Luc Sante discussed The Other Paris with Jason Diamond of Vol 1. Brooklyn at WORD Bookstore in Brooklyn last week. Sante previously has written Low Life: Lures and Snares of Old New York, a portrait of the city. The Other Paris similarly explores Paris.
Sante admits in The Other Paris, he had not set out to write a new Lowlife. The once he actually began writing and researching the book, it became obvious to him that he was. Sante grew up in New Jersey and in Belgium. He traveled back and forth across the Atlantic many times during his childhood, so much so that he says he didn’t really know where he was living.
Belgium is a lot like the New Jersey of Europe, he says, in part because of its proximity to Paris. His childhood was very much linked to both New York City and Paris and soon it became obvious that there would be similarities to Lowlife in the new book.
New York and Paris are “arrogant cities,” he says, and yet there are some very good reasons that people call them the capitals of culture. That distinction did not come about accidentally.
The first time Sante was in Paris was for just four days with his mother. It was November. They visited the Louvre. Back then the museum and Paris as a whole felt a bit broken down and dusty. The paintings he saw scared the shit out of thim — Delacroix, David. When things scare him, he takes it as an indication there is some greater meaning to it.
For a long time Paris has been threatened by large corporations and global brands steamrolling over the cultural history. He is reluctant to make predictions about the future though: “one of the great things about the future is that attempts to predict it are wrong.”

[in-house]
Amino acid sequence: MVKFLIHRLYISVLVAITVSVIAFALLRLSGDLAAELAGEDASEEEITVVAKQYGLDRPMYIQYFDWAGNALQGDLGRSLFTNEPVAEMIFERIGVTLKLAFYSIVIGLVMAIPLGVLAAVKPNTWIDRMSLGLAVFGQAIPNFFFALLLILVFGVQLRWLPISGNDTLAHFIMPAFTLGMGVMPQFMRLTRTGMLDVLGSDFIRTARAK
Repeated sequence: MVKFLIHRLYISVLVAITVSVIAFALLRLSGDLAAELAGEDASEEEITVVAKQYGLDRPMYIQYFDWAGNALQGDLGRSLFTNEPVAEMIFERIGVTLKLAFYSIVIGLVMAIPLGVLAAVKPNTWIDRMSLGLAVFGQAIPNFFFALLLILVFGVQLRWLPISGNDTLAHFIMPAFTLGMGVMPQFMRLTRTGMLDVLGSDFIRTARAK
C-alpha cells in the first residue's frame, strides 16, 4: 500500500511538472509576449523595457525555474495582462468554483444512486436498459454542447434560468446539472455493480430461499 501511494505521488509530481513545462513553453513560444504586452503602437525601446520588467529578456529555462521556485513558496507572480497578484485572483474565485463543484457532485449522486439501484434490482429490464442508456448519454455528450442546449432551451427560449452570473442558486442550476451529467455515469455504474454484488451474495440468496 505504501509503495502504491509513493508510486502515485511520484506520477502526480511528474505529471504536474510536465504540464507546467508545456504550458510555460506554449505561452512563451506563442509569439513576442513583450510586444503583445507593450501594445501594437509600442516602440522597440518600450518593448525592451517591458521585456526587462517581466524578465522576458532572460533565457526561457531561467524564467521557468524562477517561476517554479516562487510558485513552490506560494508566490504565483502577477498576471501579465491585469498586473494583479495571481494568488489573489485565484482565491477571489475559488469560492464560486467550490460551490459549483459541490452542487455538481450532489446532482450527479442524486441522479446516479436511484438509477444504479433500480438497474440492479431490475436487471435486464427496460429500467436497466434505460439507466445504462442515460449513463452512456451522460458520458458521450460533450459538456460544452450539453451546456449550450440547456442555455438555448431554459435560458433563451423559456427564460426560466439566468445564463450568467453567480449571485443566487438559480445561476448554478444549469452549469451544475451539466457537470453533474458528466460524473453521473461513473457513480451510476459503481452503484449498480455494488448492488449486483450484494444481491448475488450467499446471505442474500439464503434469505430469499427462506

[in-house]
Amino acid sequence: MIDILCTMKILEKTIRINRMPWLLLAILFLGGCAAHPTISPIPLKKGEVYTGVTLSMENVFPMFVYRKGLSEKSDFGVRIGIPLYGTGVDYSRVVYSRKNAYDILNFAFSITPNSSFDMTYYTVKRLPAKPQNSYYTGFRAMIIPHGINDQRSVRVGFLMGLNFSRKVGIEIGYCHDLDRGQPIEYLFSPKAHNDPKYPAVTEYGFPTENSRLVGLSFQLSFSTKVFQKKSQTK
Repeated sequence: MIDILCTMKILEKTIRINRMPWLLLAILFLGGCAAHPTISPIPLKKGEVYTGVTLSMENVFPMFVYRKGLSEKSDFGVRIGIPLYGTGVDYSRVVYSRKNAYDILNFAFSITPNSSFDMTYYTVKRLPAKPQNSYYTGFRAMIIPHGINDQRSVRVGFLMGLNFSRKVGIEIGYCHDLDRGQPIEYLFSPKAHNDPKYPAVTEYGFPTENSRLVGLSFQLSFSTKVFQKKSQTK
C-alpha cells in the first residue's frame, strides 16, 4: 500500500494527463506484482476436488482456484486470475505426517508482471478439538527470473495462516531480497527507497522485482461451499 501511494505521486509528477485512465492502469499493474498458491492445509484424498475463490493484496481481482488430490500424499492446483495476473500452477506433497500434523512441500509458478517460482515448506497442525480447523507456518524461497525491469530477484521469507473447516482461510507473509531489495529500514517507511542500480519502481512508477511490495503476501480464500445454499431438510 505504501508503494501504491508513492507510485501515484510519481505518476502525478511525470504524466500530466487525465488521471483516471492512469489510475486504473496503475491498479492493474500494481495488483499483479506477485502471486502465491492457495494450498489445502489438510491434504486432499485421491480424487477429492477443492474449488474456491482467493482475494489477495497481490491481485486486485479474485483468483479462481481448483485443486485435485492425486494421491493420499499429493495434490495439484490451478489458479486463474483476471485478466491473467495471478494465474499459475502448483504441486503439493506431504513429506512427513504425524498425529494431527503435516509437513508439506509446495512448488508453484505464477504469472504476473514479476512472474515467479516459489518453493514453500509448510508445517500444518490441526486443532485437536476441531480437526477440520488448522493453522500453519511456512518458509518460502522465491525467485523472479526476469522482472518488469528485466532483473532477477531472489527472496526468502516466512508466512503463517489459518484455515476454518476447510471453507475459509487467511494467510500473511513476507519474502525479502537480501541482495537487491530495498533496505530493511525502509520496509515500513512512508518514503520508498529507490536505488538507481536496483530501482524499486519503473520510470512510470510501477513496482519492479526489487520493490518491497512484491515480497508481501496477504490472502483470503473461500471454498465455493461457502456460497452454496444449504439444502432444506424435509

In writing The Other Paris, he eventually saw himself as following a template laid out by Lowlife. He was thinking musically and cinematically to arrange the focus of the book in terms of a wide angle that eventually focuses in on the characters.
He tried to make his research as organic as possible. He would find things in flea markets in Paris and New York. He collected pictures and images. He had more than 900 pictures. He couldn’t include them all and eventually culled that to 365 printed in the book along the margins. Of those images though, he had found a lot of postcards of the city. At one point it had been popular to send postcards local neighborhoods around the world, and he ended up finding a number of these seemingly random street corners.
He had a lot of material, perhaps too much. He wanted a final draft in the 300 page range so that people would actually read it not simply buy a hulking doorstop and neverread it. That meant cutting 40% of his notes, many being his personal anecdotes.
Asked if he would consider writing about London, he explained that unlike Paris and New York, London was not a city that he had a particularly personal connection to. It wasn’t his city to write about.